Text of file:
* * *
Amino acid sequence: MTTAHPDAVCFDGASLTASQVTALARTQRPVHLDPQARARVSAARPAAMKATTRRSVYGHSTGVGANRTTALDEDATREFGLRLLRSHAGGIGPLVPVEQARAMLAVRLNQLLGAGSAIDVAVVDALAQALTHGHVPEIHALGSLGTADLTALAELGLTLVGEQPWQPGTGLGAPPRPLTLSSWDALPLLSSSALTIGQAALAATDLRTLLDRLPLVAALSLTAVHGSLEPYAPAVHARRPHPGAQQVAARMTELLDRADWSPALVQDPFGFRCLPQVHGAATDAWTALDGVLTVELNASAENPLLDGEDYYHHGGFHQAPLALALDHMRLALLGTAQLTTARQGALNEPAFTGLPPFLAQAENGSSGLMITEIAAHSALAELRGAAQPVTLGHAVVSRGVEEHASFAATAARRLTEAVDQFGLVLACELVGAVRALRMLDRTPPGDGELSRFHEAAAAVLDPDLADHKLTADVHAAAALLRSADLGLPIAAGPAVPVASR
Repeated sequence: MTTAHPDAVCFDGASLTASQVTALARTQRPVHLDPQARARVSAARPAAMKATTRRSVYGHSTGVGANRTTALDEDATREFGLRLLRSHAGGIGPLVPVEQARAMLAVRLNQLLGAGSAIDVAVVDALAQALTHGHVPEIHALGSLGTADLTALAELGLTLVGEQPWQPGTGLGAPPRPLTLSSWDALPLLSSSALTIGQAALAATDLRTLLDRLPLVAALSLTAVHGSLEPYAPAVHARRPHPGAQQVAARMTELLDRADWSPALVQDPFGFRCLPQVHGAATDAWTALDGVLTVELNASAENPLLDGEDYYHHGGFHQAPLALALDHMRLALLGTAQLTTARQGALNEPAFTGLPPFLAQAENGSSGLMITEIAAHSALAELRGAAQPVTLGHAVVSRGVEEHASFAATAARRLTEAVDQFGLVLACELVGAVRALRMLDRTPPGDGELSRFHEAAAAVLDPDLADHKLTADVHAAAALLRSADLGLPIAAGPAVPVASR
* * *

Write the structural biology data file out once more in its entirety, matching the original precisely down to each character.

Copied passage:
Amino acid sequence: MTTAHPDAVCFDGASLTASQVTALARTQRPVHLDPQARARVSAARPAAMKATTRRSVYGHSTGVGANRTTALDEDATREFGLRLLRSHAGGIGPLVPVEQARAMLAVRLNQLLGAGSAIDVAVVDALAQALTHGHVPEIHALGSLGTADLTALAELGLTLVGEQPWQPGTGLGAPPRPLTLSSWDALPLLSSSALTIGQAALAATDLRTLLDRLPLVAALSLTAVHGSLEPYAPAVHARRPHPGAQQVAARMTELLDRADWSPALVQDPFGFRCLPQVHGAATDAWTALDGVLTVELNASAENPLLDGEDYYHHGGFHQAPLALALDHMRLALLGTAQLTTARQGALNEPAFTGLPPFLAQAENGSSGLMITEIAAHSALAELRGAAQPVTLGHAVVSRGVEEHASFAATAARRLTEAVDQFGLVLACELVGAVRALRMLDRTPPGDGELSRFHEAAAAVLDPDLADHKLTADVHAAAALLRSADLGLPIAAGPAVPVASR
Repeated sequence: MTTAHPDAVCFDGASLTASQVTALARTQRPVHLDPQARARVSAARPAAMKATTRRSVYGHSTGVGANRTTALDEDATREFGLRLLRSHAGGIGPLVPVEQARAMLAVRLNQLLGAGSAIDVAVVDALAQALTHGHVPEIHALGSLGTADLTALAELGLTLVGEQPWQPGTGLGAPPRPLTLSSWDALPLLSSSALTIGQAALAATDLRTLLDRLPLVAALSLTAVHGSLEPYAPAVHARRPHPGAQQVAARMTELLDRADWSPALVQDPFGFRCLPQVHGAATDAWTALDGVLTVELNASAENPLLDGEDYYHHGGFHQAPLALALDHMRLALLGTAQLTTARQGALNEPAFTGLPPFLAQAENGSSGLMITEIAAHSALAELRGAAQPVTLGHAVVSRGVEEHASFAATAARRLTEAVDQFGLVLACELVGAVRALRMLDRTPPGDGELSRFHEAAAAVLDPDLADHKLTADVHAAAALLRSADLGLPIAAGPAVPVASR